What Have We Learned From World Cup I?

The international season gets underway in Belgrade, Serbia

5 minute read
Words Benedict Tufnell
Photography Benedict Tufnell
Published 05.06.18

The winter cobwebs were well and truly blown off the international season in Serbia at what was the first leg of the 2018 World Rowing Cup. Of course, many of the big guns such as USA, New Zealand and Australia didn’t come out to play, they typically wait for world cup II to make their season debuts, and even neighbouring Italy opted out. So what can we take away from this early-season tussle?

Perhaps the most obvious thing is that the Netherlands are back in business – and firing on all four cylinders. Not only did they achieve six gold medals, a tally only achieved previously at a world cup by GB, Germany, Australia and New Zealand, but also scooped both first and second place in the men’s and women’s fours. It demonstrates a remarkable depth of talent currently in the Dutch squad.

Photo Netherlands W8+ winning in Belgrade, Serbia
Credit World Rowing

The Dutch can only be cautiously optimistic. What we don’t know is what has been happening behind the scenes in the run-up to this event. Nobody wants to ‘peak’ at the start of the season and many nations treat world cup I much like a training row, doing little to taper their work-load in the lead up to the event. What will happen in Belarus, at the end of the summer, remains to be seen.

Looking to specific events, the top of the men’s and women’s singles remained unchanged from last season; the reigning world champions Jeanine Gmelin of Switzerland and Ondrej Synek of the Czech Republic won the women’s and men’s heavyweight singles here in Belgrade. There is a lot of talent still to return to the events, but both Gmelin and Synek look strong and fairly unassailable at this point. Returning straight to their respective top spots will have only helped their confidence as we approach the half-way point to Tokyo.

Photo Jeannine Gmelin, W1x winner in Belgrade, Serbia
Credit World Rowing

Ireland’s sculler Sanita Puspure will have also taken some confidence from this women’s singles final. With all three of last year’s medallists in the race, Puspure rowed through both the British world silver medallist Vicky Thornley, and Austrian world bronze medallist Magdalena Lobnig, to take silver behind Gmelin and seal Ireland’s best ever result in this event. Puspure has long-been just shy of podium places, could this be the year she steps on?

In the men’s single we saw the international debut of 21-year-old German Oliver Zeidler. The ex-swimmer took to rowing for the first time 18 months ago. For the newcomer, racing at this level, let alone coming away with the bronze medal so soon is impressive. With all the markings of a future German superstar, Row360 will be following Zeidler’s progress closely.

Photo M1x podium. Oliver Zeidler (right) impresses on international debut with bronze
Credit World Rowing

The top spot in the men’s eight was also unchanged from the 2017 world championships, with the German eight further cementing their position as the world’s fastest – for now. While the Germans will be pleased with the win, they looked far from unbeatable. British chief coach Jurgen Grobler has stacked his eight this season, and the brand new British line-up managed to push the seasoned German crew to within half a length.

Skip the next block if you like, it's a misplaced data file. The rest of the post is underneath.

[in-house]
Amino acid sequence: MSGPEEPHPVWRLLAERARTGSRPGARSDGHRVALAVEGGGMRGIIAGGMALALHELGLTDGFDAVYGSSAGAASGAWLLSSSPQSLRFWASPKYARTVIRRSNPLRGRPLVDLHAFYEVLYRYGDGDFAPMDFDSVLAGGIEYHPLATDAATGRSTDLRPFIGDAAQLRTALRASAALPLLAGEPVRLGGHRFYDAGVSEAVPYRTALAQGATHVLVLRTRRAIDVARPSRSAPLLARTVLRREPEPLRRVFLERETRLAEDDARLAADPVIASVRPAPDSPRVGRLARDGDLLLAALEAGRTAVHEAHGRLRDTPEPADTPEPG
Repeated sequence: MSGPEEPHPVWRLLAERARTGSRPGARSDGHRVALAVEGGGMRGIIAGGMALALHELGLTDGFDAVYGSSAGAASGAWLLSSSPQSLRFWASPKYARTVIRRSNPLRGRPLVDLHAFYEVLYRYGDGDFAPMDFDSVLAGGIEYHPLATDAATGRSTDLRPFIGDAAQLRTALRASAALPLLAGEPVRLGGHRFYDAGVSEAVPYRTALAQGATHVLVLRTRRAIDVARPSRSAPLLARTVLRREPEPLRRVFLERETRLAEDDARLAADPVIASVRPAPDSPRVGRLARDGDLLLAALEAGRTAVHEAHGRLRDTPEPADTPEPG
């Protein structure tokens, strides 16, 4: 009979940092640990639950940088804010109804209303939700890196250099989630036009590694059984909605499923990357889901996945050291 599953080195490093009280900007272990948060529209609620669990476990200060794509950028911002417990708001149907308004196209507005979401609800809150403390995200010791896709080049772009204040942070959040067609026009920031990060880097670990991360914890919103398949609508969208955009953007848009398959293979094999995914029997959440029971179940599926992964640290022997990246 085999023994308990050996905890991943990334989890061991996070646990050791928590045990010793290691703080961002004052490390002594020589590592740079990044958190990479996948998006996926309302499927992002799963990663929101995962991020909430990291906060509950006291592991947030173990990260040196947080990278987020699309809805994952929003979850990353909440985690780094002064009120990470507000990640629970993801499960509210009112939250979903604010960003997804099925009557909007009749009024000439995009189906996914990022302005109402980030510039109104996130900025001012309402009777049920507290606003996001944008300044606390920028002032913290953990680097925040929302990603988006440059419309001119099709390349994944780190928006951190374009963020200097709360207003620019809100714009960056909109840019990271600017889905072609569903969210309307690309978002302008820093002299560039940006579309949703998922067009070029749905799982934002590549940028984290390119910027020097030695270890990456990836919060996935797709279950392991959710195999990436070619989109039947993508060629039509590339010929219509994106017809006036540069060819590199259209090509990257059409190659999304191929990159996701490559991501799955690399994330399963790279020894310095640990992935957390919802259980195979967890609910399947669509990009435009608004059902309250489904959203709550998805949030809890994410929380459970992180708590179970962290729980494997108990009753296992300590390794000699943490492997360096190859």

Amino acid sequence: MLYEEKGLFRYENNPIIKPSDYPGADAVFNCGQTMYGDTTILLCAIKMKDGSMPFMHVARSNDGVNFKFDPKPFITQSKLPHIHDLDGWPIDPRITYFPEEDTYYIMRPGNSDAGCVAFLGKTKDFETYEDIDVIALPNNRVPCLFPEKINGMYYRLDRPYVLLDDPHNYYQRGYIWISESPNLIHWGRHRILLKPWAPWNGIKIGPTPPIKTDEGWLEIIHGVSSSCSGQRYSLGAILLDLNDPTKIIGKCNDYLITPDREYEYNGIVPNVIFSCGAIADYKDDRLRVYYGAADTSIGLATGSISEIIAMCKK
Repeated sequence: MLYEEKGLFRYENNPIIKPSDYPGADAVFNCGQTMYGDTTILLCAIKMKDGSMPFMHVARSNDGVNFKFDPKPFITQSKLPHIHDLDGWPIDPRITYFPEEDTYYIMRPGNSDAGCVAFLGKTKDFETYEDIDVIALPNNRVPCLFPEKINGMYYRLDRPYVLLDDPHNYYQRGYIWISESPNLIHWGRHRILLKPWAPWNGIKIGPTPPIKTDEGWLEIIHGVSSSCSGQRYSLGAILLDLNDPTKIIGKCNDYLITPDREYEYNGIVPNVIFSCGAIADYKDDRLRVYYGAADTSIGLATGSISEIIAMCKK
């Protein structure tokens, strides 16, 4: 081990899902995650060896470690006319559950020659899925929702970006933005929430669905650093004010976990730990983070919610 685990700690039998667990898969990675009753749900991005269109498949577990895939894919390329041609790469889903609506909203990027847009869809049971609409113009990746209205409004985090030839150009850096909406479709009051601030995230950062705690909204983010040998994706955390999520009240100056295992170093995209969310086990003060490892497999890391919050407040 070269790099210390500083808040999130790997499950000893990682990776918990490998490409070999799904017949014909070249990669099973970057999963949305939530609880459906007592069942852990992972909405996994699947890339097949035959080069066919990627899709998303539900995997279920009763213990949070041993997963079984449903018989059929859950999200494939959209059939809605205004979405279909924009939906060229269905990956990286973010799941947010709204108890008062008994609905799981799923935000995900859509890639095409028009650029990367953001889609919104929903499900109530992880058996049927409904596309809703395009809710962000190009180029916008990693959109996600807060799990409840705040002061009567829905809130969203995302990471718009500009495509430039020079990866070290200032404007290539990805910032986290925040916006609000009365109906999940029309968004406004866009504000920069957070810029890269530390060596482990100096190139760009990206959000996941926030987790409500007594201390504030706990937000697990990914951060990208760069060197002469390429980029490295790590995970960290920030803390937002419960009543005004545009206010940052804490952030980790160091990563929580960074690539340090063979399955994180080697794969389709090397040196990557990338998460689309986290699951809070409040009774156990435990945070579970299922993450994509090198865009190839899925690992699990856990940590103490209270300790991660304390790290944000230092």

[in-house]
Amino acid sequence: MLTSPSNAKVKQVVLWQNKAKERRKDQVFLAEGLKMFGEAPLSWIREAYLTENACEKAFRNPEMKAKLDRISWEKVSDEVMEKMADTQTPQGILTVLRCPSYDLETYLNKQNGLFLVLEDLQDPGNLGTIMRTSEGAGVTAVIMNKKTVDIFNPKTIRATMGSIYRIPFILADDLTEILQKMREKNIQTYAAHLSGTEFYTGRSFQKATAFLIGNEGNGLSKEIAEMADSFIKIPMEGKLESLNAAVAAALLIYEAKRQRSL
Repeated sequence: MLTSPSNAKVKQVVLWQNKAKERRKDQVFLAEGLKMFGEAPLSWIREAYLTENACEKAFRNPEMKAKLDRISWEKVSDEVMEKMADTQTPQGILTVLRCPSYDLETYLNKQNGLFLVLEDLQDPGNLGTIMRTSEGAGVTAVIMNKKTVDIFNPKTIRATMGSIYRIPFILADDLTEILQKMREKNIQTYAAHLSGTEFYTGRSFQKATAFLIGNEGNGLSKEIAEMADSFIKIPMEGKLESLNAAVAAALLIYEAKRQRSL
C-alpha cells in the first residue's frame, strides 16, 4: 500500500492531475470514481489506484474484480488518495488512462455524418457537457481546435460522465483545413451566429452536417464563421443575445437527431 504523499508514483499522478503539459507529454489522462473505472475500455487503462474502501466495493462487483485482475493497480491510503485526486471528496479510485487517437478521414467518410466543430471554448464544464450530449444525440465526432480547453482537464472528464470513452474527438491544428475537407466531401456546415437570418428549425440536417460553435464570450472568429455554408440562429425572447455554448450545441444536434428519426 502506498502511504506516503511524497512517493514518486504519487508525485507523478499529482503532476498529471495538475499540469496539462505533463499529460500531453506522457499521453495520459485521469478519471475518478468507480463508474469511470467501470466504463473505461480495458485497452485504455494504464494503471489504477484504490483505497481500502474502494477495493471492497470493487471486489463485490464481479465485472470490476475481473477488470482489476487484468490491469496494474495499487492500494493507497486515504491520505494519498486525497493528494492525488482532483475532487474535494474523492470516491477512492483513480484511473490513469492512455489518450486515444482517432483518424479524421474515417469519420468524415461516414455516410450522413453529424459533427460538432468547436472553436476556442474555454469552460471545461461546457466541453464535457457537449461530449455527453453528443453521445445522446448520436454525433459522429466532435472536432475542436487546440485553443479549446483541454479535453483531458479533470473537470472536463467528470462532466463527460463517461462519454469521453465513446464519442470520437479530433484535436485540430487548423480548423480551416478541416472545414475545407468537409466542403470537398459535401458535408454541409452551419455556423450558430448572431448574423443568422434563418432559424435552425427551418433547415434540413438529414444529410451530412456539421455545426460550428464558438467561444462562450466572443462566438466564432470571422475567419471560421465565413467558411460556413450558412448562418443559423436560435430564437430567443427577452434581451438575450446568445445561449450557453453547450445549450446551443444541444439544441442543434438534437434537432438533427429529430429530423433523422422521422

The Germans have had no personnel changes from last year while the British eight, after only a few weeks together, are confident they have more speed to come. As for the 2017 world silver and bronze medal winning US and Italian eights, we still know nothing of their form. Mike Teti, who oversaw USA’s Athens gold and Beijing bronze in 2004 and 2008, returns to the US national team with high hopes resting on his shoulders, but his crew are yet to race. The Romanian men’s eight came out of the woodwork with a blistering first half in Sunday’s final and they too may have more speed to come.

Photo Chinese rowing has set its sights high for the future
Credit Benedict Tufnell

As for the women’s eight, few conclusions can be drawn here. There was only four crews racing in Belgrade (Chinese eights made up two of the entries) and none of the 2017 world’s medallists. While China were clearly off the pace, this is very early days in what may well be a resurgence in Chinese rowing.

This world cup marked the start of a new phase in Sir Steve Redgrave’s career as he steps into his first team-management role as the performance director for China. Having set themselves a team target of achieving two rowing gold medals in Tokyo 2020, China’s results from this weekend only confirmed the enormity of the task Redgrave has ahead of him.

Elsewhere, the Sinkovic brothers won the pair looking increasingly confident in their new-found sweep event, albeit with the reigning world champs from Italy absent, and the GB heavyweight men’s quad showed that, when all fit and healthy, are the crew to beat.

Bring on world cup II.

World cup II will take place in Linz Ottensheim, Austria from June 21-24.